Pembrokeshire is home to a great range of sport and what is rapidly becoming one of the best-known, and toughest, Ironman events in the UK – Ironman Wales.
Head to the county in early September to see hundreds of competitors from around the world descend on the area, as the usually gentle-paced town of Tenby is transformed into one of the fittest places per capita on the planet.
Despite its global popularity, Ironman Wales is still a surprisingly young event, it started in September 2011. While not everyone in the town was initially enamoured with the idea of hosting an event that required more than 70 miles of road being temporarily closed off, it is fair to say that since the inaugural event the town, and wider region, has taken the sport to its heart.
Having Ironman Wales on the doorstep has inspired many locals to give triathlons a go, which leads many to joke there are more triathletes per head in this part of Wales than anywhere else in the world. Tempted to give it a whirl? Check out the Long Course weekend, which is held in July (two months before the event) and splits the three triathlon disciplines over three days. Competitors can choose between them and do as much, or as little, as necessary. Not only is it the ideal preparation for the race but it gives anyone tempted to try the main event a better idea of what it entails.
Of course, there’s far more to Pembrokeshire than just triathlons. Living on the coast means water plays an integral part in the county’s sporting profile. Do you enjoy surfing or fancy learning? There are plenty of surf-friendly beaches in Pembrokeshire to try out and several surf centres offering equipment and lessons to complete novices through to the more experienced surfer. Both Outer Reef in Pembroke and Newsurf in Haverfordwest rent out equipment for those new to the sport or who are unable, or unwilling, to lug their own equipment with them on holiday.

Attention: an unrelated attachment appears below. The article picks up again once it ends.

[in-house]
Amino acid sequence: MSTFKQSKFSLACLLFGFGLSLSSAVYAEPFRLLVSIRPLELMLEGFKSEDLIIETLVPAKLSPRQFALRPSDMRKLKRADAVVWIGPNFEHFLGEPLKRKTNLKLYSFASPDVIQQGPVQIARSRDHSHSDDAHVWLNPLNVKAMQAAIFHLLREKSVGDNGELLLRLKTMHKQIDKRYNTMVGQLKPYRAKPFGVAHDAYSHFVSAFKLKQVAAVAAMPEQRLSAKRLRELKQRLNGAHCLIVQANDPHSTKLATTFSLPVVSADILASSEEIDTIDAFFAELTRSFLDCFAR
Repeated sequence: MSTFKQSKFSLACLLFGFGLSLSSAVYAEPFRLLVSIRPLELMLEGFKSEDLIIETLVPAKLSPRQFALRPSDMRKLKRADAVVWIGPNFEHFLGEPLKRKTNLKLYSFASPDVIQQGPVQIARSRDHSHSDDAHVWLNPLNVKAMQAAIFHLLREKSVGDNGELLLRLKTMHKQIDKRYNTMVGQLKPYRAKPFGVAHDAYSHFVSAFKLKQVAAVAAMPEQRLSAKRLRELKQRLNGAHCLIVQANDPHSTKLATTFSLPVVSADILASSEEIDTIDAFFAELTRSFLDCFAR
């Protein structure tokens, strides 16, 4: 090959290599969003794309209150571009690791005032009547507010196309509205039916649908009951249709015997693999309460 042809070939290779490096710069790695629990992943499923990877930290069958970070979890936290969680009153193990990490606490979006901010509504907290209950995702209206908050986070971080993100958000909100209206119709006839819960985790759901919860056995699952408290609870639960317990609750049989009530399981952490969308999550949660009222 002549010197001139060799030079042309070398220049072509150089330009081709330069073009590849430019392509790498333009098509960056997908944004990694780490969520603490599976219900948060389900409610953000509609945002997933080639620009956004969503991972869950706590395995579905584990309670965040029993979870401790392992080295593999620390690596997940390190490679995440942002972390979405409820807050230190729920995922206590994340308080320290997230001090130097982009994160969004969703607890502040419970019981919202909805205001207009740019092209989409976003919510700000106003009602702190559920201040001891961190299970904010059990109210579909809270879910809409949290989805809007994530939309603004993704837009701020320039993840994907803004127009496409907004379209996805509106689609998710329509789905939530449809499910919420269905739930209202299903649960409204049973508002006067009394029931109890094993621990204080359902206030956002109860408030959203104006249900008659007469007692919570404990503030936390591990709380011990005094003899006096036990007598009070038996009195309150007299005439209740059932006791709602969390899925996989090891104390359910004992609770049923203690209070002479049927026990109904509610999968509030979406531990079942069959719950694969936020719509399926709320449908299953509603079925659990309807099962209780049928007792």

There are plenty of surf-friendly beaches in Pembrokeshire to try out and several surf centres offering equipment and lessons to complete novices through to the more experienced surfer
Pembrokeshire also offers plenty of opportunity for kayaking, stand-up paddle boarding, and coasteering. Coasteering, in case you were wondering, involves exploring the coastline – climbing, swimming and jumping off rocks as you go. Unsure? Why not head to Pembrokeshire Wake Park? Based on a six-acre site near the Oakwood Theme Park, it has a 160-metre-long lake, one side of which is devoted to beginners while the other is designed for more advanced riders to practice their skills on a series of custom-made jumps and obstacles.
If this all seems a bit too energetic, and perhaps dangerous, then back on dry land there is always golf. Despite its size, Pembrokeshire manages to pack eight courses into its county boundaries. Tenby Golf Club is widely considered the birthplace of the sport in Wales and its classic links course is a championship venue well-worth a visit. Other links courses in Pembrokeshire include one at St Davids City Golf Club, which overlooks Whitesands beach, and Newport Sands, an 18-hole links course with views of Newport Bay from every hole.
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